Brain Health

Discover The Memory-Boosting Secret of Lion's Mane Mushroom Capsules

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Discover The Memory-Boosting Secret of Lion's Mane Mushroom Capsules about undefined

This slippery, "bearded" mushroom may hold the secret to a brain that outperforms to the centenarian mark and beyond. And fear not... if you despise the texture of mushrooms, you can gain its incredible benefits by taking it as a pre-measured mushroom capsule. Simple -- and simply delightful for your brain.

Key Takeaways

  • Lion's mane has been nicknamed "the brain mushroom" and has been consumed as food or used as mushroom capsules in traditional medicine for thousands of years.
  • Modern research is confirming what Chinese medicine has long claimed -- that Lion's mane mushrooms support brain health, sharpen memory, and improve cognitive function.
  • Many studies show that lion’s mane increases nerve growth factor, which can support a healthy, happy mood and promote longevity.

What is Lion's Mane Mushroom?

Lion's Mane mushroom, scientifically known as Hericium erinaceus, is an edible and medicinal mushroom. It's identified by its strange appearance, with its long, shaggy, white or cream-colored spines that resemble a lion's mane, hence its name.

Lion's mane is known by other names too -- tree hedgehog, bearded tooth, monkeyhead. And it looks something like a pom-pom.

Lion's mane mushroom capsules could keep your brain sharp as a tack for a long life, boost nerve growth, protect myelin sheaths, and help you excel in your daily activities no matter your age.

Lion's Mane Mushroom's Long History in Traditional Chinese Medicine

In Chinese culture, Lion's mane mushrooms or mushroom capsules are considered the "elixir of life," and they're enjoyed as part of a daily diet.

Traditional Chinese Medicine (TCM) is a system of medical care that extends back thousands of years in China. It uses holistic modalities, including herbal medicine, acupuncture, massage, diet, exercise (like Qigong and Tai Chi), and lifestyle practices.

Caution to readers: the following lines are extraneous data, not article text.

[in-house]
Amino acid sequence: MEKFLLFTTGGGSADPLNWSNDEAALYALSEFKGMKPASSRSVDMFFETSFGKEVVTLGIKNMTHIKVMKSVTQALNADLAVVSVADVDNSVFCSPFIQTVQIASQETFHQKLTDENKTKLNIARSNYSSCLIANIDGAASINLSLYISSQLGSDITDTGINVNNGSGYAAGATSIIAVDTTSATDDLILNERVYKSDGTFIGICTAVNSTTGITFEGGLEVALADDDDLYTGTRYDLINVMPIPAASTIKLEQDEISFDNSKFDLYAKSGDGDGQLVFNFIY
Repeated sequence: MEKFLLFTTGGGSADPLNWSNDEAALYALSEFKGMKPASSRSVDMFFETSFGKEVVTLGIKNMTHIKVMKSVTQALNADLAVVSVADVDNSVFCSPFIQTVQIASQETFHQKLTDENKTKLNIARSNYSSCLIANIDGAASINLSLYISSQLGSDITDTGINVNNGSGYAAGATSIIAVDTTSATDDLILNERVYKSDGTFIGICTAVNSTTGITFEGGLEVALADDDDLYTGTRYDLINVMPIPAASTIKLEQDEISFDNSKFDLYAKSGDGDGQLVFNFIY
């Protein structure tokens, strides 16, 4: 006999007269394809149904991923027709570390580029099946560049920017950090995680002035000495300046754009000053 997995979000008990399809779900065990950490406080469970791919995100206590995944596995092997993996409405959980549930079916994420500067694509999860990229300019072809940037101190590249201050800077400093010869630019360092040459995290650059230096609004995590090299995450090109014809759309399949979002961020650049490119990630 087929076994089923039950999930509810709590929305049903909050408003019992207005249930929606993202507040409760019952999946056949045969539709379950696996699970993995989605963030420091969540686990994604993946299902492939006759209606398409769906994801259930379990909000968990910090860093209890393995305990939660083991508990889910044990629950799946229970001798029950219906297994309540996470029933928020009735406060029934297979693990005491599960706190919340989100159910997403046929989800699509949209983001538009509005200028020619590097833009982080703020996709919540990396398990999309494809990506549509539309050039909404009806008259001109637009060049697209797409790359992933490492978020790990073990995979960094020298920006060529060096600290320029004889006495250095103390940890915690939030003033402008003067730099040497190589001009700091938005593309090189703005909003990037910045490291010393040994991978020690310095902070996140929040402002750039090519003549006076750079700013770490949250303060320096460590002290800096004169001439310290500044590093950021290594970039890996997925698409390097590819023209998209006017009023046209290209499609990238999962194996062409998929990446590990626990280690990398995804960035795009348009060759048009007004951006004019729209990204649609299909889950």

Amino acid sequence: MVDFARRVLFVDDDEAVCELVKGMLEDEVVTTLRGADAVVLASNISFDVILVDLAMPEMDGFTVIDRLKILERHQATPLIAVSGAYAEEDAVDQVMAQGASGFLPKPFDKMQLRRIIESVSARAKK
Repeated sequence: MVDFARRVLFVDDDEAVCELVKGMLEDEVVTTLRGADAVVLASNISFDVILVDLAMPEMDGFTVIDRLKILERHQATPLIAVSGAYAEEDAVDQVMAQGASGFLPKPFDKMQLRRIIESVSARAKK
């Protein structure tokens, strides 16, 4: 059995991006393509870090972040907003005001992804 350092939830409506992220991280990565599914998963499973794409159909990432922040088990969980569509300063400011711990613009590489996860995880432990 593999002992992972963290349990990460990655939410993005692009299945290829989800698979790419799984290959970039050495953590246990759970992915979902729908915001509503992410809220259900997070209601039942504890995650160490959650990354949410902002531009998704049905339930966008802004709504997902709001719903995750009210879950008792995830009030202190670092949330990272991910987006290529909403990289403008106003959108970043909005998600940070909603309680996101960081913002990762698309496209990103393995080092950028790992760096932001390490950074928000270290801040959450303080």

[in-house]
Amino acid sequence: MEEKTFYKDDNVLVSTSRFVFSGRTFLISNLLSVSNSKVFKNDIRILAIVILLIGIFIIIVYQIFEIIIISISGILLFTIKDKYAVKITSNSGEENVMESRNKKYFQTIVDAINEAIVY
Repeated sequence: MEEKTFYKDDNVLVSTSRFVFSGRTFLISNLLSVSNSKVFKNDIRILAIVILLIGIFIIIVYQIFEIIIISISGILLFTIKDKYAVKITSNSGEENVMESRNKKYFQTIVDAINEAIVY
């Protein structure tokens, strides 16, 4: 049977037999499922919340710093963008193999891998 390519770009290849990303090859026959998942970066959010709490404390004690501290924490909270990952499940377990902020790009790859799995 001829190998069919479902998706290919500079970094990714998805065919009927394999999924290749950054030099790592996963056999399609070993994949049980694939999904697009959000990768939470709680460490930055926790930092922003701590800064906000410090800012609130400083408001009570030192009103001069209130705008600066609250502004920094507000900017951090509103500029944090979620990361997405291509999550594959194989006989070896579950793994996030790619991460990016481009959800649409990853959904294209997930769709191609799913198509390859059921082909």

Lion's Mane mushrooms have a long history of use in Traditional Chinese Medicine for its potential health benefits. These mushrooms contain various bioactive beneficial compounds, including polysaccharides, hericenones, and erinacines, which are believed to contribute to its medicinal properties.

Lion's Mane Mushroom -- What are the Benefits?

Lion's mane mushroom boasts some pretty incredible benefits -- and they stand as a category of one for their ability to nourish multiple organs including the liver, heart, lungs, kidney, spleen, and yes, even the brain. A recent review described the whole mushroom as a veritable all-around preventive claiming it's "antioxidant, anti-virus, anti-cancer, anti-inflammatory, immuno-modulating, anti-microbial, and anti-diabetic."

As if that weren't enough, numerous laboratory studies show that the bioactive compounds in Lion's mane mushroom also help strengthen digestive health, support your heart, boost your immune system and even ward off illnesses associated with aging.

Cognitive Function -- Increases Brain Power

Lion's mane mushroom offers multiple benefits for the brain. And when added together, it makes a pretty astounding package. These benefits include:

  • Protecting brain cells from breaking down and disintegrating with age.
  • Protecting against cognitive decline caused by amyloid beta, the sticky plaque associated with the development of Alzheimer's disease.
  • Enhancing myelin sheath production -- the sheath that protects the nerves and allows healthy brain function.
  • Improving memory and cognition.